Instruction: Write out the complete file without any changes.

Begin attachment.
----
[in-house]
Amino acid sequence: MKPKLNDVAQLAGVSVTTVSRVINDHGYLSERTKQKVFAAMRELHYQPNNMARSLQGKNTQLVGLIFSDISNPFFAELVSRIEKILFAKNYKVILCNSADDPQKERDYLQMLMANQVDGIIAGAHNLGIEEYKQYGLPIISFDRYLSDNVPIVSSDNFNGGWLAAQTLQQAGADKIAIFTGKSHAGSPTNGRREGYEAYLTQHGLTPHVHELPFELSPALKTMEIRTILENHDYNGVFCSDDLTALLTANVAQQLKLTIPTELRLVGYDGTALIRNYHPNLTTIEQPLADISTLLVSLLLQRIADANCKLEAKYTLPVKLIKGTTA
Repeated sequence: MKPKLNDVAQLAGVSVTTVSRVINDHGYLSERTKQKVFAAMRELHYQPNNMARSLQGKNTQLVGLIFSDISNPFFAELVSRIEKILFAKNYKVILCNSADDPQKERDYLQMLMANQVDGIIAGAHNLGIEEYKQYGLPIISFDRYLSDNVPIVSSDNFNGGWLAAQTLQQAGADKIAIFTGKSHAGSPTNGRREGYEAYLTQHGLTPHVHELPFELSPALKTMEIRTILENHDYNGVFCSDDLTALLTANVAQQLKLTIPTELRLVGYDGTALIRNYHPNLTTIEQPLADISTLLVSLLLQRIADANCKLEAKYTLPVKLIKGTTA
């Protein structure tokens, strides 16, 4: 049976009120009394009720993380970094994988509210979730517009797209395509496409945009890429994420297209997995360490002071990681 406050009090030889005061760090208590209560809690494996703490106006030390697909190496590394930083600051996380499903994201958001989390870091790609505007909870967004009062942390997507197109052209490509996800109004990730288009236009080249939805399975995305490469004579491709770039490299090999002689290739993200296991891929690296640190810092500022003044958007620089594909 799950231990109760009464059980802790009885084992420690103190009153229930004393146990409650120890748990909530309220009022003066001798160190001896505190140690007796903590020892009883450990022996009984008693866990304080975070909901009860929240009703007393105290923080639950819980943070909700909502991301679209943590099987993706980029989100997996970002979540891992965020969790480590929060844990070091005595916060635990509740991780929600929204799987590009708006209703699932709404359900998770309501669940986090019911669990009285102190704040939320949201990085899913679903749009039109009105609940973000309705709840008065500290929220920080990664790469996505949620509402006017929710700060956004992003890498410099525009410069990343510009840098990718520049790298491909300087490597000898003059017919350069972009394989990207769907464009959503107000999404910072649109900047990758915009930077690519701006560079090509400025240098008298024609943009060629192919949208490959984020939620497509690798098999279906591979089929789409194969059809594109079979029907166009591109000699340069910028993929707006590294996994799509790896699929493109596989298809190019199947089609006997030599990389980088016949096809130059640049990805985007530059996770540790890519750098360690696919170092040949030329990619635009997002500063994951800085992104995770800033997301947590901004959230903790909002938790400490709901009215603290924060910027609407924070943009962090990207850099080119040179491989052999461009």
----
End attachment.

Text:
[in-house]
Amino acid sequence: MKPKLNDVAQLAGVSVTTVSRVINDHGYLSERTKQKVFAAMRELHYQPNNMARSLQGKNTQLVGLIFSDISNPFFAELVSRIEKILFAKNYKVILCNSADDPQKERDYLQMLMANQVDGIIAGAHNLGIEEYKQYGLPIISFDRYLSDNVPIVSSDNFNGGWLAAQTLQQAGADKIAIFTGKSHAGSPTNGRREGYEAYLTQHGLTPHVHELPFELSPALKTMEIRTILENHDYNGVFCSDDLTALLTANVAQQLKLTIPTELRLVGYDGTALIRNYHPNLTTIEQPLADISTLLVSLLLQRIADANCKLEAKYTLPVKLIKGTTA
Repeated sequence: MKPKLNDVAQLAGVSVTTVSRVINDHGYLSERTKQKVFAAMRELHYQPNNMARSLQGKNTQLVGLIFSDISNPFFAELVSRIEKILFAKNYKVILCNSADDPQKERDYLQMLMANQVDGIIAGAHNLGIEEYKQYGLPIISFDRYLSDNVPIVSSDNFNGGWLAAQTLQQAGADKIAIFTGKSHAGSPTNGRREGYEAYLTQHGLTPHVHELPFELSPALKTMEIRTILENHDYNGVFCSDDLTALLTANVAQQLKLTIPTELRLVGYDGTALIRNYHPNLTTIEQPLADISTLLVSLLLQRIADANCKLEAKYTLPVKLIKGTTA
């Protein structure tokens, strides 16, 4: 049976009120009394009720993380970094994988509210979730517009797209395509496409945009890429994420297209997995360490002071990681 406050009090030889005061760090208590209560809690494996703490106006030390697909190496590394930083600051996380499903994201958001989390870091790609505007909870967004009062942390997507197109052209490509996800109004990730288009236009080249939805399975995305490469004579491709770039490299090999002689290739993200296991891929690296640190810092500022003044958007620089594909 799950231990109760009464059980802790009885084992420690103190009153229930004393146990409650120890748990909530309220009022003066001798160190001896505190140690007796903590020892009883450990022996009984008693866990304080975070909901009860929240009703007393105290923080639950819980943070909700909502991301679209943590099987993706980029989100997996970002979540891992965020969790480590929060844990070091005595916060635990509740991780929600929204799987590009708006209703699932709404359900998770309501669940986090019911669990009285102190704040939320949201990085899913679903749009039109009105609940973000309705709840008065500290929220920080990664790469996505949620509402006017929710700060956004992003890498410099525009410069990343510009840098990718520049790298491909300087490597000898003059017919350069972009394989990207769907464009959503107000999404910072649109900047990758915009930077690519701006560079090509400025240098008298024609943009060629192919949208490959984020939620497509690798098999279906591979089929789409194969059809594109079979029907166009591109000699340069910028993929707006590294996994799509790896699929493109596989298809190019199947089609006997030599990389980088016949096809130059640049990805985007530059996770540790890519750098360690696919170092040949030329990619635009997002500063994951800085992104995770800033997301947590901004959230903790909002938790400490709901009215603290924060910027609407924070943009962090990207850099080119040179491989052999461009």